SPURRED on by a Canadian export program draining reserves, canola prices continue to climb.
As of Tuesday, benchmark Canadian Winnipeg March canola futures were trading at $A720 a tonne.
When prices pushed up to these levels two weeks ago, commentary suggested it was the result of a 'short squeeze' where a buyer needed product immediately and would run the price up for a short time, however the rally has been sustained.
Locally, this translated to a price of around $630/t port this week, meaning many growers upcountry will see site prices in excess of $600/t, which is a decile 10 price.
Nick Goddard, Australian Oilseeds Federation (AOF) executive officer, said Australian growers had a great year production wise, but added most of the canola was already committed.
"The prices at harvest were very attractive in historical terms and a lot of people took cash off the header," Mr Goddard said.
"There will be still some people with some canola stored but for many the advantage of the high prices currently on offer may be in terms of being able to hedge next year's crop rather than the old crop."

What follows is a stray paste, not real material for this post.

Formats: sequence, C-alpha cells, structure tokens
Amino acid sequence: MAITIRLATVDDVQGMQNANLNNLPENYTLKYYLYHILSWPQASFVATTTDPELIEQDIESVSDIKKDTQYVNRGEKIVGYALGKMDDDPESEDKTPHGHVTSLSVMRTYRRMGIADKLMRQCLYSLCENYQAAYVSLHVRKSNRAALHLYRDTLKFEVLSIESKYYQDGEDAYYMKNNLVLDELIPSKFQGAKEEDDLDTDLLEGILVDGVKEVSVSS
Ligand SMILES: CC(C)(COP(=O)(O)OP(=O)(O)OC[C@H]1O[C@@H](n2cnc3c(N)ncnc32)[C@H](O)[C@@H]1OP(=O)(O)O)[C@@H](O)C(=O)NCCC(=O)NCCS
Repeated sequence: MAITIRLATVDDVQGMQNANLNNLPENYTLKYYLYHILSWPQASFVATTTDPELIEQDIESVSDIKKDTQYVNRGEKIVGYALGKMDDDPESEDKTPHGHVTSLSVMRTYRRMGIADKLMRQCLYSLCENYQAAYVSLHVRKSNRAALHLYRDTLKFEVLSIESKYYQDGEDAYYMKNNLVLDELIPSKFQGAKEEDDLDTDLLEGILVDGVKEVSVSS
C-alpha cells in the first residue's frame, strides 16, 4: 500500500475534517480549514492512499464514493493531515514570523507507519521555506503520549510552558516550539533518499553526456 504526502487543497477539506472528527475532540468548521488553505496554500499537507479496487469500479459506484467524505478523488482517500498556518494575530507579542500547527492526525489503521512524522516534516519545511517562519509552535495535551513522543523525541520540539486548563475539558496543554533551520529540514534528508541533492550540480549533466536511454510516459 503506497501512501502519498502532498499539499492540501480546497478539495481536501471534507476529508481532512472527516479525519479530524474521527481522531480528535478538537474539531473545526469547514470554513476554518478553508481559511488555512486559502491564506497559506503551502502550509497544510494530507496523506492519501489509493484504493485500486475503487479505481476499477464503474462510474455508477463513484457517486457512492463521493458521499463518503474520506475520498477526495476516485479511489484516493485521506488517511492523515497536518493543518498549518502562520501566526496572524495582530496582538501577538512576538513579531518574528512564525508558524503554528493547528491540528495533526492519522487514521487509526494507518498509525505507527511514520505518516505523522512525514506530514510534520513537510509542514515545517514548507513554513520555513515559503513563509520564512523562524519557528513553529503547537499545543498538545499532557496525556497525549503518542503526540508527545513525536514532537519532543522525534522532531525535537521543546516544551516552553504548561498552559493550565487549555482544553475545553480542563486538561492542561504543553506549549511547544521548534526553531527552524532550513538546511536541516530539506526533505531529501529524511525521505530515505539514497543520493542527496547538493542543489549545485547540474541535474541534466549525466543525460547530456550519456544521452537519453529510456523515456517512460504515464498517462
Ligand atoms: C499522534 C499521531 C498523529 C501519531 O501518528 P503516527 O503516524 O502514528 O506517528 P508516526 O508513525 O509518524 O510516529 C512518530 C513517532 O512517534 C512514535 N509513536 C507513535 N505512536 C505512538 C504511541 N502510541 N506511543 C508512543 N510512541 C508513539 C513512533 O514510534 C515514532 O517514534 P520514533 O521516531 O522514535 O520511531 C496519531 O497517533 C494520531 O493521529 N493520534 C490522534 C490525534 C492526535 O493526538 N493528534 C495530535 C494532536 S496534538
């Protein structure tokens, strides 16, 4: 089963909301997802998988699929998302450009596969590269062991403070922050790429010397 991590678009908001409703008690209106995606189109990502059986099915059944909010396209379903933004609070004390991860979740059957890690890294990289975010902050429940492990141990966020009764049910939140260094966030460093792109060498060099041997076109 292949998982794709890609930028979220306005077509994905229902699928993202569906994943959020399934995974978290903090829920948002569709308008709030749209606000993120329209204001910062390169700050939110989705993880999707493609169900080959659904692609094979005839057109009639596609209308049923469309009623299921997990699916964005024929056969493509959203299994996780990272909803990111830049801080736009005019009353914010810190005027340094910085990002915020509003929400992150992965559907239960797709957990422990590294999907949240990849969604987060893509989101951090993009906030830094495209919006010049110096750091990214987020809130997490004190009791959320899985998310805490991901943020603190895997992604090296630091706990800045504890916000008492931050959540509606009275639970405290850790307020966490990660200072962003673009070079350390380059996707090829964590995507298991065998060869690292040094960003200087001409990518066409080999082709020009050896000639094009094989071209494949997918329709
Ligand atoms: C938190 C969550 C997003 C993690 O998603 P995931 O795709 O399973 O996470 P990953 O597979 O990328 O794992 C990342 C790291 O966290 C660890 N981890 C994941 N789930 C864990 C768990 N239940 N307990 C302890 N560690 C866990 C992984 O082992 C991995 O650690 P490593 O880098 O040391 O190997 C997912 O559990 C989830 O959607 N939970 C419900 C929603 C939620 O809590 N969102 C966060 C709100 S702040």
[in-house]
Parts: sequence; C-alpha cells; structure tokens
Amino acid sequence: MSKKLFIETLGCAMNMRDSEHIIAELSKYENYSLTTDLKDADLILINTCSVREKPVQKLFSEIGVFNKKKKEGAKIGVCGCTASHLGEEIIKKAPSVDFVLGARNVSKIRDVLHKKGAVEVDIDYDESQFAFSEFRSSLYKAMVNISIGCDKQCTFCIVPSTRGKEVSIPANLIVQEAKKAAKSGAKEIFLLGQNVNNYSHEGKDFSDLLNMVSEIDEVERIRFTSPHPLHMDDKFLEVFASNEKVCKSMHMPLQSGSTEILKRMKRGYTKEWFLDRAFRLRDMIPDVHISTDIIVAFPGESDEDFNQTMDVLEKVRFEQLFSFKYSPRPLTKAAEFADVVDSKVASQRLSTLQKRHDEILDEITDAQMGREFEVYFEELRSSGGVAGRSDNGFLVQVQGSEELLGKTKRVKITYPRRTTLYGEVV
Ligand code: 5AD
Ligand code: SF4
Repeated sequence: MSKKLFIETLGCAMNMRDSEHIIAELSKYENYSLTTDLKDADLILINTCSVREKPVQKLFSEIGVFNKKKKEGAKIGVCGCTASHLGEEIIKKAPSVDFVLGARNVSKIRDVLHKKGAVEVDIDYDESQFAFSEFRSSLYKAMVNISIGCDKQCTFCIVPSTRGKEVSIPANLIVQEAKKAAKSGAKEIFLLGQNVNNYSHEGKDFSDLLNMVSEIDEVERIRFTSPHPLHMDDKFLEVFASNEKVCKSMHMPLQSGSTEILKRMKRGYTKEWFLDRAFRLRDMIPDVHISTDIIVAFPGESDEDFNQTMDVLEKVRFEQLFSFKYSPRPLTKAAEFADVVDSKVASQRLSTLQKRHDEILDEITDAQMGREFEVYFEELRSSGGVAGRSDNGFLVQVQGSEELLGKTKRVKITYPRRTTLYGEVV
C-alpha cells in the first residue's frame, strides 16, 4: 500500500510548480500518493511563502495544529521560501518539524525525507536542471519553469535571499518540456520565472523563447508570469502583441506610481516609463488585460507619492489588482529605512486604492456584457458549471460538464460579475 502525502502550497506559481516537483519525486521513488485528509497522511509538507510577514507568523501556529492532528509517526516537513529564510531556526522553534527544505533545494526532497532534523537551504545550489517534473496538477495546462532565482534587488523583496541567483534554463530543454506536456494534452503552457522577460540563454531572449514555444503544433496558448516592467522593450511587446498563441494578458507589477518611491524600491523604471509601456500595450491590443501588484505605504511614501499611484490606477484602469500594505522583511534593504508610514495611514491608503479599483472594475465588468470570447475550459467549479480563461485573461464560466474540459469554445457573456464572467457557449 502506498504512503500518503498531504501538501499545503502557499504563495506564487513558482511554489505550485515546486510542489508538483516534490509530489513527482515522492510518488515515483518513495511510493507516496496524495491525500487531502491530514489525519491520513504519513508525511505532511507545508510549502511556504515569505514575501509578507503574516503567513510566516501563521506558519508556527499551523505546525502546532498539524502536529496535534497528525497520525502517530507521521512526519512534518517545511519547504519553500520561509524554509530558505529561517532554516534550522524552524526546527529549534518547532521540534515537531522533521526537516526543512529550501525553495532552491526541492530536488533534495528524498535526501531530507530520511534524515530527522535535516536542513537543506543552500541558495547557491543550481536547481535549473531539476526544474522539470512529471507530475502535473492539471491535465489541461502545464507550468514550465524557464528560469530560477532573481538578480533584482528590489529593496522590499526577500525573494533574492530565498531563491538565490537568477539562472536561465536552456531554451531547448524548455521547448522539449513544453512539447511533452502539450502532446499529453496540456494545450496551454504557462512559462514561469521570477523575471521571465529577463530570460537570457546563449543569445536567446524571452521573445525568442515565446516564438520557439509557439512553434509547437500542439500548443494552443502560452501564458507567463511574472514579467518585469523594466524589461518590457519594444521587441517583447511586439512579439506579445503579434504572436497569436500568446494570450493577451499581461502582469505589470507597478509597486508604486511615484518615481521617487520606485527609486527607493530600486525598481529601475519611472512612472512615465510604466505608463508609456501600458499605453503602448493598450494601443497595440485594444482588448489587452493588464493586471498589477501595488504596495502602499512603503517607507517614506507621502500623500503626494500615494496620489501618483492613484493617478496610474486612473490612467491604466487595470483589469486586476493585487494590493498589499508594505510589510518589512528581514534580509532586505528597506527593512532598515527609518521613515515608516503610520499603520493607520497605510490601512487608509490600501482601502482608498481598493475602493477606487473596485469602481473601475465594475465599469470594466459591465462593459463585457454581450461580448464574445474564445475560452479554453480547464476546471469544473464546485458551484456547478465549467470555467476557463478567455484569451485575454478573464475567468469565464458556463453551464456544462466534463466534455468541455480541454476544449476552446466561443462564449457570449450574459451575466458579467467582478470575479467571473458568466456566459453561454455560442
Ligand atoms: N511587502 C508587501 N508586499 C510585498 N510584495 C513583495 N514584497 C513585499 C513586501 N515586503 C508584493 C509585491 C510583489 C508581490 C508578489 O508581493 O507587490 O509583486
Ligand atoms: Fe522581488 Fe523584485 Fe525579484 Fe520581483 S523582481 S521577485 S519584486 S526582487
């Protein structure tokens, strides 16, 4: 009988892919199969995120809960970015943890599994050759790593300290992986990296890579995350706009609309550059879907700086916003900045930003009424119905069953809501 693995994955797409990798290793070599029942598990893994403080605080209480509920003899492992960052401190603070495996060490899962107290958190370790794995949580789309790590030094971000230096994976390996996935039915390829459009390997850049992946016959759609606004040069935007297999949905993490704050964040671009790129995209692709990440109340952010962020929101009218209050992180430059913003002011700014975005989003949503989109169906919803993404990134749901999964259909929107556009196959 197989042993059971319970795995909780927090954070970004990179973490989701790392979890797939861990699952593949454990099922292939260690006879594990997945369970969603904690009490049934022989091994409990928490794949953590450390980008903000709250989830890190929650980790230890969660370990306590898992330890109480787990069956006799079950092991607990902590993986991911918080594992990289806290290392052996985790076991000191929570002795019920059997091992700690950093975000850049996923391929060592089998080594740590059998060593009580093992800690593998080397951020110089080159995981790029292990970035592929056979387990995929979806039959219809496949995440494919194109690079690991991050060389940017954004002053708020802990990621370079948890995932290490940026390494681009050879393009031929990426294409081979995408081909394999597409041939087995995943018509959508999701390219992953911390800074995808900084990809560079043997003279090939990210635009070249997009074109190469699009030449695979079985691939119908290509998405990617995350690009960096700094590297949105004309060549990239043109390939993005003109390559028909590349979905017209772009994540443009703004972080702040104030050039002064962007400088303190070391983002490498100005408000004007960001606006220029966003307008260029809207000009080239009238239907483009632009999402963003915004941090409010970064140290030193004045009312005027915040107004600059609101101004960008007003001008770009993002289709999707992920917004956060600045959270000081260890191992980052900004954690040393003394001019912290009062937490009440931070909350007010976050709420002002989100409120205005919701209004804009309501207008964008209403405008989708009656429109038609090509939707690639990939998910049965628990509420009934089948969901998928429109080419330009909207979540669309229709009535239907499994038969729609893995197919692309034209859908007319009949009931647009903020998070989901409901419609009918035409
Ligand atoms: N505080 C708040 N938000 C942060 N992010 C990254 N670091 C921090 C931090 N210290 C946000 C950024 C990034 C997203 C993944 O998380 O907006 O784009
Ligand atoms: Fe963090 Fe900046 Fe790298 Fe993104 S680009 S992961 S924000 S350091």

He said he expected canola plantings to rise if there was a normal break for the winter cropping season in autumn.
"There are plenty of areas with good stored moisture from summer rain and the price is attractive now, when farmers are coming up with crop plans, so unless the autumn break is late I would expect a solid plant of canola this year," he said.
There is some divergence in the levels of stocks held by Canada, the world's largest canola producer, with reports that the trade has estimates less than half the official Stats Can carryout of 1.2 million tonnes.
Support is also coming from the broader oilseeds complex.
Commonwealth Bank commodity analyst Tobin Gorey said lifts in soybean futures were flowing across into the canola sector.
"The tightness in the prompt Canadian canola market is combining with demand for soybeans to drive the rally," Mr Gorey said.